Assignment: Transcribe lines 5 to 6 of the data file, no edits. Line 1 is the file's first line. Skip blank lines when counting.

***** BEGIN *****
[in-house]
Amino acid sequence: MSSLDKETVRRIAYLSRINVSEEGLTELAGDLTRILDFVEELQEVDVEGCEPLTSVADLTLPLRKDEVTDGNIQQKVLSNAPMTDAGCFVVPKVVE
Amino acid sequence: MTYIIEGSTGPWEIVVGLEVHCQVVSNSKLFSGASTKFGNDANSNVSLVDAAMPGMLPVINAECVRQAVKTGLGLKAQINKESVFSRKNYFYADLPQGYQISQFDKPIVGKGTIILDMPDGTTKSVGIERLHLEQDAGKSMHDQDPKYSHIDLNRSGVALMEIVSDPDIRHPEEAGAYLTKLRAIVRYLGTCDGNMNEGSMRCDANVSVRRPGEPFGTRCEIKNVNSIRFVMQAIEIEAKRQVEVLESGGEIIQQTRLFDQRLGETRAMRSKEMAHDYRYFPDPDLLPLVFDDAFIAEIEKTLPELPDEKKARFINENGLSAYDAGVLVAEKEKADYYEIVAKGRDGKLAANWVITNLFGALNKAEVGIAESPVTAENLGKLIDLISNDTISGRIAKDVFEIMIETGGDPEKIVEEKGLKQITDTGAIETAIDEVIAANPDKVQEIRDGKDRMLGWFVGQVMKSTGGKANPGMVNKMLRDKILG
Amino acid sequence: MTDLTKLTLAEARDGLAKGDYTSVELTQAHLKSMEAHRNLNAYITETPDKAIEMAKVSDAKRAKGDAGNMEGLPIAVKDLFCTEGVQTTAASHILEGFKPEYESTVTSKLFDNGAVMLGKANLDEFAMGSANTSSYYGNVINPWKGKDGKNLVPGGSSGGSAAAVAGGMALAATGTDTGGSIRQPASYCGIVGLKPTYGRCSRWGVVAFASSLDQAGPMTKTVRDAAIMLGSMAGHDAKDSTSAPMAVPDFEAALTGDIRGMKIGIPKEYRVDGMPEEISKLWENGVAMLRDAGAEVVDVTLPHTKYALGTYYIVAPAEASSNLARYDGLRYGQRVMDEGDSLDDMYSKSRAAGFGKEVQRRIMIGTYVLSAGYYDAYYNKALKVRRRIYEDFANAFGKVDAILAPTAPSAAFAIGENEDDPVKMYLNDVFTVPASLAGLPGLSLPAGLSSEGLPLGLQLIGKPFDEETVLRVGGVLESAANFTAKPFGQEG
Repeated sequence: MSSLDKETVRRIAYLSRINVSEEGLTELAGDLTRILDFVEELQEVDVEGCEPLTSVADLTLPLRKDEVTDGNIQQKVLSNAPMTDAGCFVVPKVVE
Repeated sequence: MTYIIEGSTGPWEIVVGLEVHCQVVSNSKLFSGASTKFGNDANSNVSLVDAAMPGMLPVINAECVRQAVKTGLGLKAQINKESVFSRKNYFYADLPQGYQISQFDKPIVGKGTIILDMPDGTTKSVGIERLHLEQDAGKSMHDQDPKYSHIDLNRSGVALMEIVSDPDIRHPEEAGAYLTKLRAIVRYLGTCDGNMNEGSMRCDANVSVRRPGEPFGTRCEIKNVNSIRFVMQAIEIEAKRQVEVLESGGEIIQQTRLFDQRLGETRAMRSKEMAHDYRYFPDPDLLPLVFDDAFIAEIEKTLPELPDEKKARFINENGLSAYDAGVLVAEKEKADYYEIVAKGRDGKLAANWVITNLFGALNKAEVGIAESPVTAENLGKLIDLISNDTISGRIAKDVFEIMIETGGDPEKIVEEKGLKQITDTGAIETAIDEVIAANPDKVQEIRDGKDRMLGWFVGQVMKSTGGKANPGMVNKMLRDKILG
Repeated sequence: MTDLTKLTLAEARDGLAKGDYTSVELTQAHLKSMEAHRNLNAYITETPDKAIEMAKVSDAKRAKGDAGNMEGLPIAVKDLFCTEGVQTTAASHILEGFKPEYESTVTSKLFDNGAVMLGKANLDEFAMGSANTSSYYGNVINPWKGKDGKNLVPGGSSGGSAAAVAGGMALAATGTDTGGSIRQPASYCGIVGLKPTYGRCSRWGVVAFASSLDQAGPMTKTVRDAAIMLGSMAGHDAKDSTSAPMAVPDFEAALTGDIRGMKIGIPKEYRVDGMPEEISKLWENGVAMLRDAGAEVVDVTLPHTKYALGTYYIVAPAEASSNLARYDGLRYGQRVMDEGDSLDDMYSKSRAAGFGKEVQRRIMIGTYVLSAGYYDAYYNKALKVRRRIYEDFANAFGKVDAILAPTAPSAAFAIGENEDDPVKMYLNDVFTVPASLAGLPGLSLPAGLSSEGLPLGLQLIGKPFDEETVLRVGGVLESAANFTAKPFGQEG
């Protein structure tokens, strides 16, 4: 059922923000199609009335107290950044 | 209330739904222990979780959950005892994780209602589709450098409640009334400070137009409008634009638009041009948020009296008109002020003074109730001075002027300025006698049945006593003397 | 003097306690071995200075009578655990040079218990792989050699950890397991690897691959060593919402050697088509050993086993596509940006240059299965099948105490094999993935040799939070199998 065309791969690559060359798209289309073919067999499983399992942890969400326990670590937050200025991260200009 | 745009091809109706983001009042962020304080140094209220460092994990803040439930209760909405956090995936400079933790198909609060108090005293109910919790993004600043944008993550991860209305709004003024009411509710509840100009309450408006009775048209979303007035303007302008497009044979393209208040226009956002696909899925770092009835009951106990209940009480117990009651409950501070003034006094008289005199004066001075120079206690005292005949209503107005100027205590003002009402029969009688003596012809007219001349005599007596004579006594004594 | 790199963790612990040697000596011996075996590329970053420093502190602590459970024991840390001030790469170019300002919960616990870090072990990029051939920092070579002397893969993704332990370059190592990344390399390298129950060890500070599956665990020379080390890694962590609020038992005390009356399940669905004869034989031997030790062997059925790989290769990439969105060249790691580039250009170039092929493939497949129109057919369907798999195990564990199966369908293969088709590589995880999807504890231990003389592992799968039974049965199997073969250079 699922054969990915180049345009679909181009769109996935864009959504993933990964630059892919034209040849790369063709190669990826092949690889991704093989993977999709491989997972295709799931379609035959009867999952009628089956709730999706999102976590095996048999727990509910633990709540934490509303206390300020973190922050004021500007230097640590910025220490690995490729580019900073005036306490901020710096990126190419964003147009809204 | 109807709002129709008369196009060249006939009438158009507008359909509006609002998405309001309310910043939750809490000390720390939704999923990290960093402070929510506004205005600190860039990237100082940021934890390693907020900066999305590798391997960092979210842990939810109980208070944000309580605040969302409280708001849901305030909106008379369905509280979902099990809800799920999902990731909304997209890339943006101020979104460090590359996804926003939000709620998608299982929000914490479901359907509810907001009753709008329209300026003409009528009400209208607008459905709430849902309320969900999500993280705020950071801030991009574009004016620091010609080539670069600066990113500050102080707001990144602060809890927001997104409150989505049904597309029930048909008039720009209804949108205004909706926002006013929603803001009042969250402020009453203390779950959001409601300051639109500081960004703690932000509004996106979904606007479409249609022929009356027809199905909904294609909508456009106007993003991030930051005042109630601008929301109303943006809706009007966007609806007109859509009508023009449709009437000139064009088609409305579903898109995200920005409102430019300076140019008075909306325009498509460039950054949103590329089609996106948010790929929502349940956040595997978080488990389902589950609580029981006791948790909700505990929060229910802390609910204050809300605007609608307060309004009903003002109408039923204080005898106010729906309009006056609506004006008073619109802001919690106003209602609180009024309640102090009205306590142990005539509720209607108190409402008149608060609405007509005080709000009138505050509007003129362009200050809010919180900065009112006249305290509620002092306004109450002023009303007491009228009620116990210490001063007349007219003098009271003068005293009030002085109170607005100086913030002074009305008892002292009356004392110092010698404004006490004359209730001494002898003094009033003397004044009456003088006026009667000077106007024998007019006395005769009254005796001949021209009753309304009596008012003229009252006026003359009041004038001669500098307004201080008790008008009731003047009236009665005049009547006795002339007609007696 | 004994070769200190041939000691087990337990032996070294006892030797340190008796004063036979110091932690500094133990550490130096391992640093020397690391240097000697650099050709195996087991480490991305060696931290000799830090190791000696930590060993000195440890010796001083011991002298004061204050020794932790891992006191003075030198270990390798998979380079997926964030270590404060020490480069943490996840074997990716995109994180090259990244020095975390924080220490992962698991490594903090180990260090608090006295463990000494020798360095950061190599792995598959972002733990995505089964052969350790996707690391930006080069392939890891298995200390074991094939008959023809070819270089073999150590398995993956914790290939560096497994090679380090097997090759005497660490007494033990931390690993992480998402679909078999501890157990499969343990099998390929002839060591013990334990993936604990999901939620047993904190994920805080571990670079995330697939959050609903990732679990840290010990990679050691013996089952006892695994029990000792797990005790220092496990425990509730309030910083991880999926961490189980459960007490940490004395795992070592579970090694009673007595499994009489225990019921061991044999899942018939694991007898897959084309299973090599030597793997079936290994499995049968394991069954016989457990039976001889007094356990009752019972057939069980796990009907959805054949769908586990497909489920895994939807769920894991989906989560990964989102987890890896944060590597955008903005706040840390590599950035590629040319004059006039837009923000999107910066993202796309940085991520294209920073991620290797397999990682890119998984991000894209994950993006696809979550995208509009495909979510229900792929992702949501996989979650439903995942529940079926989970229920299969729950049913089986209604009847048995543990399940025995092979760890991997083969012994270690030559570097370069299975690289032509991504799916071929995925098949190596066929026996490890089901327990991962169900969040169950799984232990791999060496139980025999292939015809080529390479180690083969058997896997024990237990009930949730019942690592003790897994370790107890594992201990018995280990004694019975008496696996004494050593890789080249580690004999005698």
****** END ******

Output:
Repeated sequence: MSSLDKETVRRIAYLSRINVSEEGLTELAGDLTRILDFVEELQEVDVEGCEPLTSVADLTLPLRKDEVTDGNIQQKVLSNAPMTDAGCFVVPKVVE
Repeated sequence: MTYIIEGSTGPWEIVVGLEVHCQVVSNSKLFSGASTKFGNDANSNVSLVDAAMPGMLPVINAECVRQAVKTGLGLKAQINKESVFSRKNYFYADLPQGYQISQFDKPIVGKGTIILDMPDGTTKSVGIERLHLEQDAGKSMHDQDPKYSHIDLNRSGVALMEIVSDPDIRHPEEAGAYLTKLRAIVRYLGTCDGNMNEGSMRCDANVSVRRPGEPFGTRCEIKNVNSIRFVMQAIEIEAKRQVEVLESGGEIIQQTRLFDQRLGETRAMRSKEMAHDYRYFPDPDLLPLVFDDAFIAEIEKTLPELPDEKKARFINENGLSAYDAGVLVAEKEKADYYEIVAKGRDGKLAANWVITNLFGALNKAEVGIAESPVTAENLGKLIDLISNDTISGRIAKDVFEIMIETGGDPEKIVEEKGLKQITDTGAIETAIDEVIAANPDKVQEIRDGKDRMLGWFVGQVMKSTGGKANPGMVNKMLRDKILG